For the product list service, I wanted both. My main use case is browser-based requests, but I also want to support Flex application (which prefer XML) as well as server-server requests (such as managing a cart). This led me down the path of REST services.
“REST” seems to be applied to any web service that uses XML and isn't SOAP, so before continuing I should state what it means to me:
- GET is used for retrieval, POST for update. REST purists will now be upset with me, saying “what about PUT and DELETE?!?” My answer: when HTML supports PUT and DELETE as form methods, and every browser allows them, then we can talk about using them. Until that time, practice trumps theory.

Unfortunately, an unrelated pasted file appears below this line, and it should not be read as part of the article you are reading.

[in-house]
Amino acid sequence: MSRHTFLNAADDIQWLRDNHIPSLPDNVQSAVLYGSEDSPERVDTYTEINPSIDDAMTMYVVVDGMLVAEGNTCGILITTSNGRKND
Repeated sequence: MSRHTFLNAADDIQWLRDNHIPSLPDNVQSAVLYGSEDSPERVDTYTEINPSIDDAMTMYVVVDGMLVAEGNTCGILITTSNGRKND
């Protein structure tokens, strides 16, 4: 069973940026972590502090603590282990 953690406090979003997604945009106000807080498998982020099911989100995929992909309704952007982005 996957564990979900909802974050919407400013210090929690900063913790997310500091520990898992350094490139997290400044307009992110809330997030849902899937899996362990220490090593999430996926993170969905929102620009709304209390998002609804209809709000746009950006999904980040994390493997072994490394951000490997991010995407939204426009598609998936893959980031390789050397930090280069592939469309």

- The URL uniquely and completely identifies the resource and action. Again, REST purists will object to including the action in the URL, but that's a necessity if we can't use PUT and DELETE.
- The request and response bodies contain only data. Far too many “RESTful” web services are really XML-RPC in disguise, particularly for update operations.
- HTTP status codes are used to signal success or failure. For any response other than 200 (Success), the response body will contain error information.
The result is a very simple interface. My desire to support both POST/JSON and XML requests introduces a slight wrinkle, one that's resolved front-end code that identifies the content type and converts to and from a JavaBean representation.
One thing that REST doesn't contemplate, however, is security. That's the next post.